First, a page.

Tackling the six-headed beast

When Shelly first spoke to me about the concept of the Six Image Narrative during one of our regular video hangouts, I thought, “Cool! I can do that!” Little did I know, that just like being asked “Why”, this would prove to be a bigger challenge than I could’ve predicted.

Maybe I put added pressure on myself, but I wanted six images to tell a story.

“Duh! That’s the whole idea Brett!”

I know! But I wanted them to tell a story without any words.

I’d wrestled with this concept before when I embarked on my first joint exhibition with my friend Christoffer (@east_mountain) last year. Could my photos hung on the gallery walls tell a story without accompanying words? Would they need to be explained? Would I need to be Mr Teacher, or would the visitors to the gallery like the colour red?

As if that wasn’t enough, I also wanted to revisit some old shots. The subject of those shots was IG-88, or Iggy. So as well as attempting to tell a tale in six images, without words, I also wanted to rework old photos, AND I chose a subject with inert legs! “Good one Brett!”

So, that being said, how did I tackle Scylla, this six-headed beast? How did I take on the six image narrative challenge?

Revisit 

Shelly’s suggestion to look back through my work for unconscious threads led to finding a series of photos taken back in 2014 revolving around a LEGO IG-88. This series of melancholy and downheartedness was something I’d also liked, but it was also something I’d always wanted to revisit.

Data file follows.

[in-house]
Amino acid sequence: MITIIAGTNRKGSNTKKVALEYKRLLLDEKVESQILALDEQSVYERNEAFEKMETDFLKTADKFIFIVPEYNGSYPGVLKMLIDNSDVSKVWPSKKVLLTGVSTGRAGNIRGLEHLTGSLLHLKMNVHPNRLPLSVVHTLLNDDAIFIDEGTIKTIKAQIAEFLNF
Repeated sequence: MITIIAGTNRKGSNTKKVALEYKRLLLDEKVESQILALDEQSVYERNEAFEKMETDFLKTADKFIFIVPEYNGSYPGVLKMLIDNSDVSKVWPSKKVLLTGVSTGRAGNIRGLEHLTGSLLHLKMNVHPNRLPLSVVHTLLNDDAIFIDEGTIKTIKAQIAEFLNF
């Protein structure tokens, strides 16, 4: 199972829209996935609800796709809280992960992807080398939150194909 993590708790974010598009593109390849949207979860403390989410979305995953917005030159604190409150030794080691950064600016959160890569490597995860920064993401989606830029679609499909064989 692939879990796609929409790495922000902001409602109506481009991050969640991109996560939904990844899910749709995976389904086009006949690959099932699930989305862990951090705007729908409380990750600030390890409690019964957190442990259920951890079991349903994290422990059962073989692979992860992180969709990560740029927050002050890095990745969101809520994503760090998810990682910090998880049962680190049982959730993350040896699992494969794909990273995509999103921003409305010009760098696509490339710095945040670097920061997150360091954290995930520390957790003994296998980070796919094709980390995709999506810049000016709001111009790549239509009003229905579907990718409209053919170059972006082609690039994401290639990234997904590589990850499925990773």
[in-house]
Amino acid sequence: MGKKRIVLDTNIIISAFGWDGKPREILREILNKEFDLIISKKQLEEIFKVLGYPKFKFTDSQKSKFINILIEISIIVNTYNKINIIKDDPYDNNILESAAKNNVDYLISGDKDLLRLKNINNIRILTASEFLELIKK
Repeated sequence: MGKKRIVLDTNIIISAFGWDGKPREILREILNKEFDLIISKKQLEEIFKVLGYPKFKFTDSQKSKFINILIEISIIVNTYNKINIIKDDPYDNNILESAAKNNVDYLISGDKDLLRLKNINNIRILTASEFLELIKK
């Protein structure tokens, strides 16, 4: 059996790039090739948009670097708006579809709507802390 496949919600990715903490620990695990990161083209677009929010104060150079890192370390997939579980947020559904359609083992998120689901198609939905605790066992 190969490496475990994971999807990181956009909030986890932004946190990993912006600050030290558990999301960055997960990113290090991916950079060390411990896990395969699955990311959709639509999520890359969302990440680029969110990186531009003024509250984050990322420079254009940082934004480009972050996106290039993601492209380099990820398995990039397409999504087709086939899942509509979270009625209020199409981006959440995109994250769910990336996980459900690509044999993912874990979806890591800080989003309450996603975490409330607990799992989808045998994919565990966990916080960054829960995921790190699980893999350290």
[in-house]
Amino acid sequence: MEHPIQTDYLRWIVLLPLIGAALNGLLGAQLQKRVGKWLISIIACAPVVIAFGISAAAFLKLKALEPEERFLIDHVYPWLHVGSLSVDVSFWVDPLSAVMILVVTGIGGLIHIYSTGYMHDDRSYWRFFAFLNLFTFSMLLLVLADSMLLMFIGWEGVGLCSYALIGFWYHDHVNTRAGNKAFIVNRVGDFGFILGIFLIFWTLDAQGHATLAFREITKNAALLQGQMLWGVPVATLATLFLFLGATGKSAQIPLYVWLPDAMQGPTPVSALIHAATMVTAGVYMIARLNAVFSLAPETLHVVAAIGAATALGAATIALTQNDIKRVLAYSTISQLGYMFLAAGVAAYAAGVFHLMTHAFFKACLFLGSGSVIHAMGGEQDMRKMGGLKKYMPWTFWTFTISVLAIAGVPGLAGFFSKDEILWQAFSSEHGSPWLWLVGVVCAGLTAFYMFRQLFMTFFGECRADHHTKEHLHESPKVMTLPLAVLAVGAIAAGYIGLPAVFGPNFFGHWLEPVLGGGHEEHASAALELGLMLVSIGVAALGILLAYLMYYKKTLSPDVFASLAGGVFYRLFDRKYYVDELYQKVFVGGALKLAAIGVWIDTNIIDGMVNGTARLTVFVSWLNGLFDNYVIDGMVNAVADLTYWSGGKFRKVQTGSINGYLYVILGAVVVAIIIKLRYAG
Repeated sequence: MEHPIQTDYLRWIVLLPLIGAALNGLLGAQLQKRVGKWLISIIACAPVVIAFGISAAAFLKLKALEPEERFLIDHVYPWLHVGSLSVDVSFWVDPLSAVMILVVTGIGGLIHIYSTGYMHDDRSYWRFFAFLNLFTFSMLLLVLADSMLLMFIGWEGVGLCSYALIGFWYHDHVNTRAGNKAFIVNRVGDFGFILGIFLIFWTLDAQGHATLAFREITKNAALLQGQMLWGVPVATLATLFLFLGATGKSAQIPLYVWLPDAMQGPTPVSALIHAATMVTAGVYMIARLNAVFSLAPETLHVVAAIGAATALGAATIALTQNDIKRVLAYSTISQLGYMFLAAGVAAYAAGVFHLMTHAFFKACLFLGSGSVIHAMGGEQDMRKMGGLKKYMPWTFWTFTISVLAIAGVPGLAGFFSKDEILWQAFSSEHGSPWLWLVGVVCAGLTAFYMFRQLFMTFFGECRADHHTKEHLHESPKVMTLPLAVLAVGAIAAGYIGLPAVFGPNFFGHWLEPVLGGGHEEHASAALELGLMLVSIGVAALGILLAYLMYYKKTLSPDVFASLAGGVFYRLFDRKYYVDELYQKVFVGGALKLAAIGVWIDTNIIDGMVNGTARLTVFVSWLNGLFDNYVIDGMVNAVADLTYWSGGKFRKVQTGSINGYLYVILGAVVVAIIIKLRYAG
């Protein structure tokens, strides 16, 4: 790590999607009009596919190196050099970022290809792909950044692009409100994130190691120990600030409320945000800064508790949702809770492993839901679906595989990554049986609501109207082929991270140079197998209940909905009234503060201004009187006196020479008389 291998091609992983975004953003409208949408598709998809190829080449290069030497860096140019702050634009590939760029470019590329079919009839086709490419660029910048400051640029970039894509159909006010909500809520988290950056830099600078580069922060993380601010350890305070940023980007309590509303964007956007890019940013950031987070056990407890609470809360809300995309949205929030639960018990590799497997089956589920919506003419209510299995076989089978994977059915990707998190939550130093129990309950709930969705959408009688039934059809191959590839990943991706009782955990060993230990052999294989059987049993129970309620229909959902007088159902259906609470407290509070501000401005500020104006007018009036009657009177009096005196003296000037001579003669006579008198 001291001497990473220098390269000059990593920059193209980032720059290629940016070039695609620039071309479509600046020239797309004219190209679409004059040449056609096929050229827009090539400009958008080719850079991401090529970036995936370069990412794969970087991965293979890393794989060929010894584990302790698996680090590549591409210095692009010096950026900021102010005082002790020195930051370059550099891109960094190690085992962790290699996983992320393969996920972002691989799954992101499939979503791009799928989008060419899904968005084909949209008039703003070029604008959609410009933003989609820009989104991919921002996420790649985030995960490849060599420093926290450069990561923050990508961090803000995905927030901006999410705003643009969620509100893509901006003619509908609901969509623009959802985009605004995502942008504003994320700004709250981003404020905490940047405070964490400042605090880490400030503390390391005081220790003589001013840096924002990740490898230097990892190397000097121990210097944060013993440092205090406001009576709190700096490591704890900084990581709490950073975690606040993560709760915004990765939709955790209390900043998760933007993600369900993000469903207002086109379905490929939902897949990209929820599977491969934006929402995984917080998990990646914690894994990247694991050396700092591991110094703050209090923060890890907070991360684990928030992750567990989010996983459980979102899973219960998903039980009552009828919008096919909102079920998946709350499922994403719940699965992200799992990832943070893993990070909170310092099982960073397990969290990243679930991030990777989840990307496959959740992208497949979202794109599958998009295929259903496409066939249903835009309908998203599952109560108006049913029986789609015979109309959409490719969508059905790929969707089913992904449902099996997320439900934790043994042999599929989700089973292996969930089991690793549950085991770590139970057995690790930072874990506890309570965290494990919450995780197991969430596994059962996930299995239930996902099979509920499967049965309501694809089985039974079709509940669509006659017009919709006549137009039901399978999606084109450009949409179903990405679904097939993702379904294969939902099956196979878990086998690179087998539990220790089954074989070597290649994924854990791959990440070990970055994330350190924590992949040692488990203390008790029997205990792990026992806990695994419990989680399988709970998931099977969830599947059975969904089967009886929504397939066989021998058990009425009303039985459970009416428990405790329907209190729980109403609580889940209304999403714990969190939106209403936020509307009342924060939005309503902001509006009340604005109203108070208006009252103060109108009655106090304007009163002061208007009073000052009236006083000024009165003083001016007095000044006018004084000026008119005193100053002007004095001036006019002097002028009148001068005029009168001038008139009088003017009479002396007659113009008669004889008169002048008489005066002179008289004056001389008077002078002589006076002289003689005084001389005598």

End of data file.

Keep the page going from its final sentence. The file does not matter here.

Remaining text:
And now I had the “boot up the backside” to do it.

Plan

I’m not one to painstakingly plan my photos.

Sure, I have a general idea of what I want to achieve before I venture out, but that’s about it. I have a rough idea of what the photo should be and what story I want it to portray.

Having to plan six photos that told a story, six photos that created a harmonious narrative was far more work than I’d ever put in before. But to craft a narrative that worked it was crucial. I even sketched out my ideas beforehand to see if the six shaped a coherent story; something I seldom do.

Recreate 

Jennifer’s recent post about recreating old images, together with this month’s G+ challenge (with prizes!) inspired by her reworked images, made me want to take this on after finding my inspiration in my old photos.

Revisiting and recreating past photos not only gave me the chance to fix anything irksome that had bugged me all those years, but also the opportunity to strive for what I couldn’t quite reach with my iPhone back then.

Execute

I wish it were as simple as a step-by-step process.

I was more of a circular process. Revisit. Plan. Recreate. Repeat. And not always in that order either. Sometimes the planning led to revisiting, sometimes the recreation lead back to revisiting, which again led me to planning again. Shots were scrapped, leading to holes in the narrative and demanding the plan to be adapted.

The whole process was adaptive and fluid; it had to be. Weather conspired against me. A long weekend was forgotten about and hordes of visitors crowded “my” beach. Imagined shots didn’t pan out and the story had to bend.

Six Image Narrative

Six Image Narrative

Six Image Narrative

Six Image Narrative

Six Image Narrative

Six Image Narrative

Conclusion

Did I enjoy the challenge of telling a tale in six images? Yes. Is this something that I’ll explore in the future? Yes. Did I learn from the experience? YES!

– Brett

Have you battled with Scylla, the six-headed beast? When you have, be sure to enter your six image narrative into our G+ challenge for your chance to be in the running to win the LEGO Batman Battle Pod polybag. If you haven’t, what are you waiting for?

If you enjoy posts like this, we invite you to join our G+ community.
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That Pebble In My Shoe